Once summer comes to the Vineyard, owner Ruth Johnson and her family return to their House on the Hill. Johnson and her husband – they have since divorced – bought the house sight unseen in 1966, after summering in Menemsha for several years. It came with twenty acres of land that they divided among themselves and two other left-leaning couples. “Peacenik” Cora Weiss and her husband, Peter, of New York were one couple, and it was Weiss who called Johnson to alert her that the property was going on the market for a mere $100,000. The other couple was “the marching minister,” Reverend Michael Allen, and his wife, Priscilla, of New Jersey. The three families created a compound, complete with tennis court – what Johnson calls “a very liberal community.”

When they moved in, they found the house intact, sugar still in the sugar bowl, the downstairs covered with dark green burlap and filled with mission-oak furniture. Linoleum has come off the floors and a deck has been added. In the past forty years, eleven weddings have taken place at the house – all children of neighbors, but Ruth insists, “It’s still an upgraded camp, not elegant.”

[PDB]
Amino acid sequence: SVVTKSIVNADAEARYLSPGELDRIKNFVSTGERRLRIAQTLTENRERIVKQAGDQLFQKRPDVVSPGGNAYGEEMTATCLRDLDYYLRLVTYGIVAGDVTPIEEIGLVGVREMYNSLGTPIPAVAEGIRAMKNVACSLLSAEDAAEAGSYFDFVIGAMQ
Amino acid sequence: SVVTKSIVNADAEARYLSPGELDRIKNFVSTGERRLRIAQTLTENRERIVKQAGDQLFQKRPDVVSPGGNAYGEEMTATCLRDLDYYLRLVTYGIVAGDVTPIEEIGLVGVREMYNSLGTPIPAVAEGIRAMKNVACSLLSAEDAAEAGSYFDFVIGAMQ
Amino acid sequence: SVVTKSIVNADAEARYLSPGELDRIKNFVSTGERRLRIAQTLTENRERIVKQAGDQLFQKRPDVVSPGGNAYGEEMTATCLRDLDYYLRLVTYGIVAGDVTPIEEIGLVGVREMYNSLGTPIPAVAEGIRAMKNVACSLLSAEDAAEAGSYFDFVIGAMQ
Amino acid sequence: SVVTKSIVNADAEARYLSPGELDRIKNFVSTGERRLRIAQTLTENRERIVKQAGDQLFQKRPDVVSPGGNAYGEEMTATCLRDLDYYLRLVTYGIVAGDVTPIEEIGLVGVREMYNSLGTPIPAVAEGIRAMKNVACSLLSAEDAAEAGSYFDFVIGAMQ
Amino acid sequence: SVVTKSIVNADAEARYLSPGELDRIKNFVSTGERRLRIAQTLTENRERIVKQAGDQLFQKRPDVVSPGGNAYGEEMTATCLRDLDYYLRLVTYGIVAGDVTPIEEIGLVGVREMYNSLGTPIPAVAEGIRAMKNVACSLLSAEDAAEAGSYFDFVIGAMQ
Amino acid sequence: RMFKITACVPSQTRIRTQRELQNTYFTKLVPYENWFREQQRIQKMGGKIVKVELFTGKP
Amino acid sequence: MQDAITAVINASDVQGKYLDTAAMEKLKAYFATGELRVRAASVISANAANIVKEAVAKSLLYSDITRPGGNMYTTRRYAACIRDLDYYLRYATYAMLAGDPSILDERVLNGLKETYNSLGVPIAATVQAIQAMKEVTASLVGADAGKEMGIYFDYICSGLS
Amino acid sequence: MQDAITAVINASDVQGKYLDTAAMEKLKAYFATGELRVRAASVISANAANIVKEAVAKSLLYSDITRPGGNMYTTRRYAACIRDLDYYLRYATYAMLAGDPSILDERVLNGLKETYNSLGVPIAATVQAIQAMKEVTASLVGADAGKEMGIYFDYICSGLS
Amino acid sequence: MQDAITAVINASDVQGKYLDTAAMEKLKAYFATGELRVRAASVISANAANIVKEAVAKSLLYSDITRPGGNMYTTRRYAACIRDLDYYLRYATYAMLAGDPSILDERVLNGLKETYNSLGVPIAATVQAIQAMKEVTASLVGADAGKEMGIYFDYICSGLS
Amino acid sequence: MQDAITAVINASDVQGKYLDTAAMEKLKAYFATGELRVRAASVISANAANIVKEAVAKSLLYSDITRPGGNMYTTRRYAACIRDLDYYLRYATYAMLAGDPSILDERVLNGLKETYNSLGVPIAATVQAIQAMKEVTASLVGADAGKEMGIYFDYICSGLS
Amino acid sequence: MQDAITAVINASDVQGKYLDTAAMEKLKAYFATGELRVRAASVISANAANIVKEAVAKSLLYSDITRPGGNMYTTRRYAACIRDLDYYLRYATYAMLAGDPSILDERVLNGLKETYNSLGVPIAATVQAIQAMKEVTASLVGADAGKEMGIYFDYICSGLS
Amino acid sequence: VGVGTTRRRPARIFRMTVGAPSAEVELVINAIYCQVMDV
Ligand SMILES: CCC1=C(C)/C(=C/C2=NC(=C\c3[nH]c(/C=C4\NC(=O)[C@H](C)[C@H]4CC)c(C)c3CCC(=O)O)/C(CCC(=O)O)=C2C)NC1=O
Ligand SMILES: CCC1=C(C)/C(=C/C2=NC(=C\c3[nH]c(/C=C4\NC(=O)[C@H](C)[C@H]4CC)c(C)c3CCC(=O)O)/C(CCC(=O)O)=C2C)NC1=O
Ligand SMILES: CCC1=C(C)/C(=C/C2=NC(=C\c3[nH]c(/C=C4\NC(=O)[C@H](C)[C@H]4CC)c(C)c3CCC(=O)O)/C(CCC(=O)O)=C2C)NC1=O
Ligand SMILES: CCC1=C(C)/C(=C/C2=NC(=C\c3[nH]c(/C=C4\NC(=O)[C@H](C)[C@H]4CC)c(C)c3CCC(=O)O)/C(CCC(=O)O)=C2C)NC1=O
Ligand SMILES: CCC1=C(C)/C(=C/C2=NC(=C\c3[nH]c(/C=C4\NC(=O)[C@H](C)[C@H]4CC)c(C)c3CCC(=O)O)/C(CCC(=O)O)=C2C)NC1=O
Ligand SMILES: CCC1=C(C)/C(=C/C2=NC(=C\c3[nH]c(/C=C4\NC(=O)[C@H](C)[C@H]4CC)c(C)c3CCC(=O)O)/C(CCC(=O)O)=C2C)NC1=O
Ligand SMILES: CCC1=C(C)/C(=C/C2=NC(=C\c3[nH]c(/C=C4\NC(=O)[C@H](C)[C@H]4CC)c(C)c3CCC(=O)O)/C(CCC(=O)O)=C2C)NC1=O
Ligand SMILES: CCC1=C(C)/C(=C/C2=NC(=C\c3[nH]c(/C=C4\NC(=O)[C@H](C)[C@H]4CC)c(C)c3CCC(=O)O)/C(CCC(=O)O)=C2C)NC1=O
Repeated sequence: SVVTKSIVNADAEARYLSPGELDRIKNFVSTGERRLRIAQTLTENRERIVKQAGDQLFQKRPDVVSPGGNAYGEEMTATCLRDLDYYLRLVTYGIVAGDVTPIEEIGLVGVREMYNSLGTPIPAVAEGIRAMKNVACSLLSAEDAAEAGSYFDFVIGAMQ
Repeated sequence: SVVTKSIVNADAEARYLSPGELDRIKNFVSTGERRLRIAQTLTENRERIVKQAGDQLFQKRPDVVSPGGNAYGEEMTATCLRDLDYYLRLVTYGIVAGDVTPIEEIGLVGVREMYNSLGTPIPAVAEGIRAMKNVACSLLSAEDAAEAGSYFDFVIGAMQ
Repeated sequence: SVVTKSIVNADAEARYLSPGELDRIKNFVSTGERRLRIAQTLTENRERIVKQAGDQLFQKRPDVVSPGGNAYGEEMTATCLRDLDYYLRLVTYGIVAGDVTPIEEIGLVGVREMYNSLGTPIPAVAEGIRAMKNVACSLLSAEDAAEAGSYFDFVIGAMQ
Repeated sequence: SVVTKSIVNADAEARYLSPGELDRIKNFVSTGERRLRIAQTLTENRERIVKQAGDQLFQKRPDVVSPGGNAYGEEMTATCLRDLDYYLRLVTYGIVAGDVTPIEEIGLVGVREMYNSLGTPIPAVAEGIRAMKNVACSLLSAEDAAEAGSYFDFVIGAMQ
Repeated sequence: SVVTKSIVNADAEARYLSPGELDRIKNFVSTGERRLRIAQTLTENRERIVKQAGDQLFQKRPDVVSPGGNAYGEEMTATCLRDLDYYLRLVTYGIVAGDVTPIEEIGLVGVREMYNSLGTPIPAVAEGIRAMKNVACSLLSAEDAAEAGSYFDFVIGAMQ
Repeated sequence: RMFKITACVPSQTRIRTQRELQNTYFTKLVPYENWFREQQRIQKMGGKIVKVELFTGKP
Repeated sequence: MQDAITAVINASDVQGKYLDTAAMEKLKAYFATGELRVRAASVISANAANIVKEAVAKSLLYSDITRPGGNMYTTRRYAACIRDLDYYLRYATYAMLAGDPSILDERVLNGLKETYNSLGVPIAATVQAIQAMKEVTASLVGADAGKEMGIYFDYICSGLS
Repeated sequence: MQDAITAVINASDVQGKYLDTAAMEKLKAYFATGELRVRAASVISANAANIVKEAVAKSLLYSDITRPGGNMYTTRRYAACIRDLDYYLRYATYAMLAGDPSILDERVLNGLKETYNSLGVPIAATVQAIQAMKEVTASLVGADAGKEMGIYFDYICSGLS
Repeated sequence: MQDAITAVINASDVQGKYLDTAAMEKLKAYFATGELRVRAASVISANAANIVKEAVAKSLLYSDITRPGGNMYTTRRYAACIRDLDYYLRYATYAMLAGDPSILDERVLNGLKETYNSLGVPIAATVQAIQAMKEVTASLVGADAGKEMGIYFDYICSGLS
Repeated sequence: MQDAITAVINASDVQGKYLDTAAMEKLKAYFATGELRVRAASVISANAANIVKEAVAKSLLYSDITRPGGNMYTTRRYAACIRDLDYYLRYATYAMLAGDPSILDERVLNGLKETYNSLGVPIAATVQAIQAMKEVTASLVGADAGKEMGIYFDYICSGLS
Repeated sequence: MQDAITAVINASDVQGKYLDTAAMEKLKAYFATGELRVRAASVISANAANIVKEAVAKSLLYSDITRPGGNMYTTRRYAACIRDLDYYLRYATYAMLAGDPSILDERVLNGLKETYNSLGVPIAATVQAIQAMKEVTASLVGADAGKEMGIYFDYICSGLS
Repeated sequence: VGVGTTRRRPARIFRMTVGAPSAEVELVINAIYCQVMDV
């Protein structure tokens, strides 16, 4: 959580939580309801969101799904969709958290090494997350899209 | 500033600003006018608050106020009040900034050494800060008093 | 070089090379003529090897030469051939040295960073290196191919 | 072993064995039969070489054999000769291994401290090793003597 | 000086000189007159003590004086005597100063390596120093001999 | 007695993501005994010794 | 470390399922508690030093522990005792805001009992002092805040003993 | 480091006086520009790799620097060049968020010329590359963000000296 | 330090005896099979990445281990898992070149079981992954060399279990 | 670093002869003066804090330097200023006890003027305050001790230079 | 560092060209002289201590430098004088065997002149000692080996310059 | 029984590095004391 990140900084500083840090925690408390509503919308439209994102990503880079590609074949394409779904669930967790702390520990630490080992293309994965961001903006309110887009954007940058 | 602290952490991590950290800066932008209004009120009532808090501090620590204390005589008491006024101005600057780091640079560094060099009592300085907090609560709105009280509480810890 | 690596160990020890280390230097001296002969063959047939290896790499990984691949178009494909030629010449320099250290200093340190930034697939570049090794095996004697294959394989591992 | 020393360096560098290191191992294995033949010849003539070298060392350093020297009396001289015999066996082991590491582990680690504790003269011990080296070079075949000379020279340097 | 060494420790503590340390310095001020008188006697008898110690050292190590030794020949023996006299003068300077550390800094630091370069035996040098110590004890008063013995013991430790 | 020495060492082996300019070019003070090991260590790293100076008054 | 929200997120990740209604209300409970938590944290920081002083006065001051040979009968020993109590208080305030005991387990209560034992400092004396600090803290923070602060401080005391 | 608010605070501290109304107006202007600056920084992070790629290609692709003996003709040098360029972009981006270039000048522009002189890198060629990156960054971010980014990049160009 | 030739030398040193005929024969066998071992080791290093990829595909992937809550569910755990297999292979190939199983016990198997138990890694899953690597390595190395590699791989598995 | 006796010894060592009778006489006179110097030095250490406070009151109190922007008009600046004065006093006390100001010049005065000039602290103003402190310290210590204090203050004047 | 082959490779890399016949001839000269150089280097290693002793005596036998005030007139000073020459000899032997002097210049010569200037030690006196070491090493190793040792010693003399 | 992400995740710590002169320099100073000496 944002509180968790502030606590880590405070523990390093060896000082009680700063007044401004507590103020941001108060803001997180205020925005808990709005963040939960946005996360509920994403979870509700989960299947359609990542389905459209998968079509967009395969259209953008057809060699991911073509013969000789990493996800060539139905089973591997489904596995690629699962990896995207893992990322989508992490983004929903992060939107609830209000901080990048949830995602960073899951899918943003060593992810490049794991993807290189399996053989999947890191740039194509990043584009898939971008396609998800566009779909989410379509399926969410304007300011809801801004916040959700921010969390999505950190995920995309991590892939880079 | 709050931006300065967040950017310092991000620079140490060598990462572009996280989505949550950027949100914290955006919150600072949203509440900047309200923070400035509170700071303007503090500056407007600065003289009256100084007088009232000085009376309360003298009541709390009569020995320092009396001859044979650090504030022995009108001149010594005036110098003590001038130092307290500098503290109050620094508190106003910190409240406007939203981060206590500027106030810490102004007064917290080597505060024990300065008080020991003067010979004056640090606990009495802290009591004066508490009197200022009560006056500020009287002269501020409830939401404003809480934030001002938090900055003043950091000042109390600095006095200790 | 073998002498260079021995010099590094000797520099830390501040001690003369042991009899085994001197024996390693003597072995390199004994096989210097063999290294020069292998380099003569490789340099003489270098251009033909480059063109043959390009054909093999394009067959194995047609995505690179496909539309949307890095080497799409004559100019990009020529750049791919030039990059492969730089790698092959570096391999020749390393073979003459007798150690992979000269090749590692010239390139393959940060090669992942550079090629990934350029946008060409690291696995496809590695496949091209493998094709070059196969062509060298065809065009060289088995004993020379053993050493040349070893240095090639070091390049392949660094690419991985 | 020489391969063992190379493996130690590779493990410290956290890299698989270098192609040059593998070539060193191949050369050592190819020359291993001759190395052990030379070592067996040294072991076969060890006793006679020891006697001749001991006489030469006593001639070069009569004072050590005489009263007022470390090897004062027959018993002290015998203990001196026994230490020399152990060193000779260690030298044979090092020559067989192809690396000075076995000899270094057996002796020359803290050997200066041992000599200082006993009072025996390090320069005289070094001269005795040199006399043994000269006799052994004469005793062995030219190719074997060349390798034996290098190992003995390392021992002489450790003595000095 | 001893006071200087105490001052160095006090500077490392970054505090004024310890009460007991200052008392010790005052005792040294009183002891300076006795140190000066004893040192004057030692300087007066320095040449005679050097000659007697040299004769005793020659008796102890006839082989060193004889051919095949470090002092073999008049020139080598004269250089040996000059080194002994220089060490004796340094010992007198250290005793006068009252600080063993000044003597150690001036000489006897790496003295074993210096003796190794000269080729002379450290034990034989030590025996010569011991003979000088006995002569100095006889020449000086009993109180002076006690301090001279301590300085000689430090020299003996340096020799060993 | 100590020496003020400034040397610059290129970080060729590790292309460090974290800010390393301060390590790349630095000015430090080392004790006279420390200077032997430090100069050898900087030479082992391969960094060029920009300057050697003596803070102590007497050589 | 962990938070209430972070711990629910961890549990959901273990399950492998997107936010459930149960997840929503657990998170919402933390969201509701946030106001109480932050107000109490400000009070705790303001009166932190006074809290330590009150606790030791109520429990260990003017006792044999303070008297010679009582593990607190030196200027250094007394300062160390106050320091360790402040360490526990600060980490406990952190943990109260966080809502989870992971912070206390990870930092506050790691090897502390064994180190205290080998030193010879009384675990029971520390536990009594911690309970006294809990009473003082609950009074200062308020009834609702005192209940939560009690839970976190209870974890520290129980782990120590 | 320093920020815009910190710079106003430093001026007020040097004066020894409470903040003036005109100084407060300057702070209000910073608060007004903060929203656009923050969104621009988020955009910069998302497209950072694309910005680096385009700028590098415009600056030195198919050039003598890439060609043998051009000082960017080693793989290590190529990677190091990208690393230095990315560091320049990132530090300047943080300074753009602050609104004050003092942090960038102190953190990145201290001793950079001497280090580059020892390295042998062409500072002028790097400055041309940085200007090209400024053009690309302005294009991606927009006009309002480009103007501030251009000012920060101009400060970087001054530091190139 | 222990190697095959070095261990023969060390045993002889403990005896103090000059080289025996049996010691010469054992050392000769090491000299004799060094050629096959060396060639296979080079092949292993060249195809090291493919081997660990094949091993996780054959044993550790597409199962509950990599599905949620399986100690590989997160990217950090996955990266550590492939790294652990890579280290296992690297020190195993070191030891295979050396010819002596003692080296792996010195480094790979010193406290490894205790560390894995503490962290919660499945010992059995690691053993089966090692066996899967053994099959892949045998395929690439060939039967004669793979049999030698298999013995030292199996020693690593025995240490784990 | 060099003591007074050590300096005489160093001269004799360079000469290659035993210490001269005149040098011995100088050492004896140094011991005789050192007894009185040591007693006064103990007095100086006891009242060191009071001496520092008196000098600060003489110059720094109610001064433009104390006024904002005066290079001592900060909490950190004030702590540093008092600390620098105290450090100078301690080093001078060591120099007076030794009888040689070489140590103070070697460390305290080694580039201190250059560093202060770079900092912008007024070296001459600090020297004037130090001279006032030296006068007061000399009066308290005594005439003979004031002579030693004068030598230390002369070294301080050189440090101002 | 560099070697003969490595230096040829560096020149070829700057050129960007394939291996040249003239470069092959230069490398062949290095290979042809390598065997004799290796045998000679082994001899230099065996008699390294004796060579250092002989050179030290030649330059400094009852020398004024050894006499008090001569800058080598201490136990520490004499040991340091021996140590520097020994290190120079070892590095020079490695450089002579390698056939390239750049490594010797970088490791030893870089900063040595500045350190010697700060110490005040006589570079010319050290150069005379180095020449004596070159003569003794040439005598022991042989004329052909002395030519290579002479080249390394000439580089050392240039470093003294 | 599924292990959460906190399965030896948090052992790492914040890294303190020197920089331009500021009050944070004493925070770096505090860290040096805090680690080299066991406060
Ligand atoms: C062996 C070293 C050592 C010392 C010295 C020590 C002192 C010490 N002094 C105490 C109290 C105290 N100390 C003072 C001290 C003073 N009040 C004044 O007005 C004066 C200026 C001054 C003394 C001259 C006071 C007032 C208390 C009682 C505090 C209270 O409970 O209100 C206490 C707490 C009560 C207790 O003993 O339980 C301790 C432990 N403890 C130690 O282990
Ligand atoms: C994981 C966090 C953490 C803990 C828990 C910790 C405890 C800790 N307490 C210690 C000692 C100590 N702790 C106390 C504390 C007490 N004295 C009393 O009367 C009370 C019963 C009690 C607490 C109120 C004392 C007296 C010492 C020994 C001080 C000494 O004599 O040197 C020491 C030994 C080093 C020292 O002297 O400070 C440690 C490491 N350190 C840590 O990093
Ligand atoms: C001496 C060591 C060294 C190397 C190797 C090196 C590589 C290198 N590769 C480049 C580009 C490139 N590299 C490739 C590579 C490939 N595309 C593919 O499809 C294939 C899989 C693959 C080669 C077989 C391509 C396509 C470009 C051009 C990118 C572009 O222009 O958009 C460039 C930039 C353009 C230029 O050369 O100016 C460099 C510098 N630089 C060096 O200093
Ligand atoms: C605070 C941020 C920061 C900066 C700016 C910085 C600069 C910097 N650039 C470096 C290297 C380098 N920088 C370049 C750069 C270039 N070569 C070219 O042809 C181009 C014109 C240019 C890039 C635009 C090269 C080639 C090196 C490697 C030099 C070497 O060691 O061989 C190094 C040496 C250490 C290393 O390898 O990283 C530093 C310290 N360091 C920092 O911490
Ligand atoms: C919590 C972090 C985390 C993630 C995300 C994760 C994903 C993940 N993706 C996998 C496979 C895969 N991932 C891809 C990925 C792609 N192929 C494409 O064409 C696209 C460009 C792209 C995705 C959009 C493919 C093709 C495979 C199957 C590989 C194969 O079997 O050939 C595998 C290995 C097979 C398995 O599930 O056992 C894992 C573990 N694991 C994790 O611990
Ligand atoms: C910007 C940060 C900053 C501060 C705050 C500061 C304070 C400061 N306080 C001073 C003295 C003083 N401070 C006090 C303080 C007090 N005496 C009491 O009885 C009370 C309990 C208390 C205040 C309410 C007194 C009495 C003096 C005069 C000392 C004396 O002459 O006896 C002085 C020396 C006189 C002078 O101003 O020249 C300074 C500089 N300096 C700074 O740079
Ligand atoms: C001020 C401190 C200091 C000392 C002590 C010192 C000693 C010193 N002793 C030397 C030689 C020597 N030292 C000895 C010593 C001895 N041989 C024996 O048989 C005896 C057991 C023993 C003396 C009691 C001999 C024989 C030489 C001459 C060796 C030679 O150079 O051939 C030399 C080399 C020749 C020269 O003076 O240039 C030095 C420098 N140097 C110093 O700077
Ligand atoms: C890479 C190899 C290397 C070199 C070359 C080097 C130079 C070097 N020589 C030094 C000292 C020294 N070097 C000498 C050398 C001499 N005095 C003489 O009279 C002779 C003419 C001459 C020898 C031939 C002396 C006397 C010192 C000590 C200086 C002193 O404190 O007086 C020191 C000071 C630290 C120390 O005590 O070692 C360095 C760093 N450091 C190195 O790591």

She remembers the day when Kate knocked on her back door to ask if she would rent her house. She knew Kate was James Taylor’s sister and agreed. The two women became close, and thirty years later, when Liz asked if she could live in the house off-season again, Ruth said yes, even though she hadn’t rented it out for years.

“I, being the romantic, said, ‘Why don’t you come full circle?’” Johnson says. “After all, she almost was born in the house.”

Like so many other summer residents, Ruth Johnson and her family call the Vineyard home. “That’s where our roots are,” she says. “For us, it’s paradise.” The House on the Hill has created a paradise big enough for two families to share.

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The real story
July 8, 2020 - 9:29am